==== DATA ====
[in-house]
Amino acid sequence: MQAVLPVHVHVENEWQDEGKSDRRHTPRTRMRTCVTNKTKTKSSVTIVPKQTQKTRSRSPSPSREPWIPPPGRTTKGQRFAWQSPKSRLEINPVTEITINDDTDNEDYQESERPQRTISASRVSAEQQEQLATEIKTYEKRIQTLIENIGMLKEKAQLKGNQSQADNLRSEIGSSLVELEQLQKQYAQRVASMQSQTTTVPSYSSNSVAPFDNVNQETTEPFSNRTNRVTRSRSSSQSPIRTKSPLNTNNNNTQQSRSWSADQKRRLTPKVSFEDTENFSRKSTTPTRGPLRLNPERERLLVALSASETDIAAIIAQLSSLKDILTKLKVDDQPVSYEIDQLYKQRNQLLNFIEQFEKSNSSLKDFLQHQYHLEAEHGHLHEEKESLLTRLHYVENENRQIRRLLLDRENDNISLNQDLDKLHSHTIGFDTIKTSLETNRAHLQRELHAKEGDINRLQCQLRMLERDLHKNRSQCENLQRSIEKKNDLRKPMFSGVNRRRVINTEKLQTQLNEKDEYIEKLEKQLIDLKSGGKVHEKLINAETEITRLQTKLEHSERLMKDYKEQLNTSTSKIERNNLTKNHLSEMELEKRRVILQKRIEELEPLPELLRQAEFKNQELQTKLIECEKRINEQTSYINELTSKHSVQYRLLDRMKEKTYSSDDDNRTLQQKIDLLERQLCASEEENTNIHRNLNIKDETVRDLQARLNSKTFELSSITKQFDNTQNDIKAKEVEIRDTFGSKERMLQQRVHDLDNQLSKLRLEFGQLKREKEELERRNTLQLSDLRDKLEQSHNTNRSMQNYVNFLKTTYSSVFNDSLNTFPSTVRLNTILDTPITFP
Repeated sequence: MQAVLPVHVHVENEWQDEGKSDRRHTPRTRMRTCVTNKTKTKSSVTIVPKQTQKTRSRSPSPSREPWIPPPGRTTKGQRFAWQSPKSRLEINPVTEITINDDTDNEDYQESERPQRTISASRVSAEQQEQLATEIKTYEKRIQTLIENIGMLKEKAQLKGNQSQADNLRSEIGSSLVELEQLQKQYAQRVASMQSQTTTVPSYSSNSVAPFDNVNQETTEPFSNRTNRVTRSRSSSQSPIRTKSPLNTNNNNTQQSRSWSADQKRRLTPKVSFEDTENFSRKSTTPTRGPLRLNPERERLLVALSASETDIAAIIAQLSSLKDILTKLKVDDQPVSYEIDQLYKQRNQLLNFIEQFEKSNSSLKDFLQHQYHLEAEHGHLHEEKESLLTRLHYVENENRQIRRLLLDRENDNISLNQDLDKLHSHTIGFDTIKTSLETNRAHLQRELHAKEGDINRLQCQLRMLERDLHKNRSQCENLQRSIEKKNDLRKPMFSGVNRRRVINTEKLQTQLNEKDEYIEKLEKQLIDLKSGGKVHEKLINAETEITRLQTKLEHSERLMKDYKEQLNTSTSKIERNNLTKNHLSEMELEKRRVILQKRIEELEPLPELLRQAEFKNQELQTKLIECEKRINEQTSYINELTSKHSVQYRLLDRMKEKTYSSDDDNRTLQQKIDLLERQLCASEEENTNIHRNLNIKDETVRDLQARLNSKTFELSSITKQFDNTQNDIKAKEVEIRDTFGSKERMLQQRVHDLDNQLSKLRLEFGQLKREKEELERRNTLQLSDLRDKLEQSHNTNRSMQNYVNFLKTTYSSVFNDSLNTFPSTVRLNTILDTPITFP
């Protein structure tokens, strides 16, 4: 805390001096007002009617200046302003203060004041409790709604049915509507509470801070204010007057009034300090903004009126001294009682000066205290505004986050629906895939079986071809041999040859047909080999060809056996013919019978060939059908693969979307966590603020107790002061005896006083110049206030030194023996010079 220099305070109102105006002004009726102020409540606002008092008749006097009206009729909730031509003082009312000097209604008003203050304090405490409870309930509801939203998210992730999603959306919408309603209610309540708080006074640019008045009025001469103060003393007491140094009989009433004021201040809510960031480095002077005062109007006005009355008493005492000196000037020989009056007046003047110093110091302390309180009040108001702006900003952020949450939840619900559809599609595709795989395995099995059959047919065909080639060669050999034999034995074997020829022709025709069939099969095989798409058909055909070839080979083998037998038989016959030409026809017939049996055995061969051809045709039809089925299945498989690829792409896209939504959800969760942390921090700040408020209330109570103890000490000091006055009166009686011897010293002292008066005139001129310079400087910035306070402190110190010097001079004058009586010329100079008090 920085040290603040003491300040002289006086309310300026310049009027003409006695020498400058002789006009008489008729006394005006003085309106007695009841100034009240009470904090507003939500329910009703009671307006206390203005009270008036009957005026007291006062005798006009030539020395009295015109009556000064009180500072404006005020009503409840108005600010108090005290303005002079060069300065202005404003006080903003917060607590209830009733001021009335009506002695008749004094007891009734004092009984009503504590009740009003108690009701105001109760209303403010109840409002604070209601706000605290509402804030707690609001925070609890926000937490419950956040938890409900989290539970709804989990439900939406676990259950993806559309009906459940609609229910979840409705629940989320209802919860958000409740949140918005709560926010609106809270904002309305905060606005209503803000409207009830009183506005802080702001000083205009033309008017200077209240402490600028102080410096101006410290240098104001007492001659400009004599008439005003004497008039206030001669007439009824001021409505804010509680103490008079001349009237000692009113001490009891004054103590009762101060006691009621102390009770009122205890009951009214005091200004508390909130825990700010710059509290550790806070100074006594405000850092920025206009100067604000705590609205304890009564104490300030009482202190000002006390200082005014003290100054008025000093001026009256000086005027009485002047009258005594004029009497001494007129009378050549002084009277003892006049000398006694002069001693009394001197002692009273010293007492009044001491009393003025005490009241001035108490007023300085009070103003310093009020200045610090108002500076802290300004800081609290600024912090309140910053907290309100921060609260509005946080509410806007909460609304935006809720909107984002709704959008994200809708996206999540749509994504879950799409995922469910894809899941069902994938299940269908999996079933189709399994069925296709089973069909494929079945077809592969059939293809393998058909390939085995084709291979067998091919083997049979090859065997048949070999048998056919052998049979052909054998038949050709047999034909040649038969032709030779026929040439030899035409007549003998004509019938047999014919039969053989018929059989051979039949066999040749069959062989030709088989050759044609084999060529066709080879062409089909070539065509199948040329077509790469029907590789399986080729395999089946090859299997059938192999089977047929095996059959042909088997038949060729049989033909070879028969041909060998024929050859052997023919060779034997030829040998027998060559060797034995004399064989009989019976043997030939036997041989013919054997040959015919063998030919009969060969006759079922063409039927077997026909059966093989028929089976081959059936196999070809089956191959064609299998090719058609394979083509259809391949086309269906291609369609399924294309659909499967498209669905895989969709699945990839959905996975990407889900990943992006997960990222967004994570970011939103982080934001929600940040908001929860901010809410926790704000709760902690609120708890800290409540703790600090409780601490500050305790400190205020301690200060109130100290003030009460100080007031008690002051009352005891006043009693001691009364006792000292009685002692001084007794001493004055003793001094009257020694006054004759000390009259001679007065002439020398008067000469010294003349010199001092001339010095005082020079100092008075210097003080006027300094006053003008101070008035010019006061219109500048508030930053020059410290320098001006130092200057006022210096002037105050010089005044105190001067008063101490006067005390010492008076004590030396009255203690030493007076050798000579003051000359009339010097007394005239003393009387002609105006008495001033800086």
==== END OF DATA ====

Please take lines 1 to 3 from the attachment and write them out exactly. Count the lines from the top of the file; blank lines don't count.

[in-house]
Amino acid sequence: MQAVLPVHVHVENEWQDEGKSDRRHTPRTRMRTCVTNKTKTKSSVTIVPKQTQKTRSRSPSPSREPWIPPPGRTTKGQRFAWQSPKSRLEINPVTEITINDDTDNEDYQESERPQRTISASRVSAEQQEQLATEIKTYEKRIQTLIENIGMLKEKAQLKGNQSQADNLRSEIGSSLVELEQLQKQYAQRVASMQSQTTTVPSYSSNSVAPFDNVNQETTEPFSNRTNRVTRSRSSSQSPIRTKSPLNTNNNNTQQSRSWSADQKRRLTPKVSFEDTENFSRKSTTPTRGPLRLNPERERLLVALSASETDIAAIIAQLSSLKDILTKLKVDDQPVSYEIDQLYKQRNQLLNFIEQFEKSNSSLKDFLQHQYHLEAEHGHLHEEKESLLTRLHYVENENRQIRRLLLDRENDNISLNQDLDKLHSHTIGFDTIKTSLETNRAHLQRELHAKEGDINRLQCQLRMLERDLHKNRSQCENLQRSIEKKNDLRKPMFSGVNRRRVINTEKLQTQLNEKDEYIEKLEKQLIDLKSGGKVHEKLINAETEITRLQTKLEHSERLMKDYKEQLNTSTSKIERNNLTKNHLSEMELEKRRVILQKRIEELEPLPELLRQAEFKNQELQTKLIECEKRINEQTSYINELTSKHSVQYRLLDRMKEKTYSSDDDNRTLQQKIDLLERQLCASEEENTNIHRNLNIKDETVRDLQARLNSKTFELSSITKQFDNTQNDIKAKEVEIRDTFGSKERMLQQRVHDLDNQLSKLRLEFGQLKREKEELERRNTLQLSDLRDKLEQSHNTNRSMQNYVNFLKTTYSSVFNDSLNTFPSTVRLNTILDTPITFP
Repeated sequence: MQAVLPVHVHVENEWQDEGKSDRRHTPRTRMRTCVTNKTKTKSSVTIVPKQTQKTRSRSPSPSREPWIPPPGRTTKGQRFAWQSPKSRLEINPVTEITINDDTDNEDYQESERPQRTISASRVSAEQQEQLATEIKTYEKRIQTLIENIGMLKEKAQLKGNQSQADNLRSEIGSSLVELEQLQKQYAQRVASMQSQTTTVPSYSSNSVAPFDNVNQETTEPFSNRTNRVTRSRSSSQSPIRTKSPLNTNNNNTQQSRSWSADQKRRLTPKVSFEDTENFSRKSTTPTRGPLRLNPERERLLVALSASETDIAAIIAQLSSLKDILTKLKVDDQPVSYEIDQLYKQRNQLLNFIEQFEKSNSSLKDFLQHQYHLEAEHGHLHEEKESLLTRLHYVENENRQIRRLLLDRENDNISLNQDLDKLHSHTIGFDTIKTSLETNRAHLQRELHAKEGDINRLQCQLRMLERDLHKNRSQCENLQRSIEKKNDLRKPMFSGVNRRRVINTEKLQTQLNEKDEYIEKLEKQLIDLKSGGKVHEKLINAETEITRLQTKLEHSERLMKDYKEQLNTSTSKIERNNLTKNHLSEMELEKRRVILQKRIEELEPLPELLRQAEFKNQELQTKLIECEKRINEQTSYINELTSKHSVQYRLLDRMKEKTYSSDDDNRTLQQKIDLLERQLCASEEENTNIHRNLNIKDETVRDLQARLNSKTFELSSITKQFDNTQNDIKAKEVEIRDTFGSKERMLQQRVHDLDNQLSKLRLEFGQLKREKEELERRNTLQLSDLRDKLEQSHNTNRSMQNYVNFLKTTYSSVFNDSLNTFPSTVRLNTILDTPITFP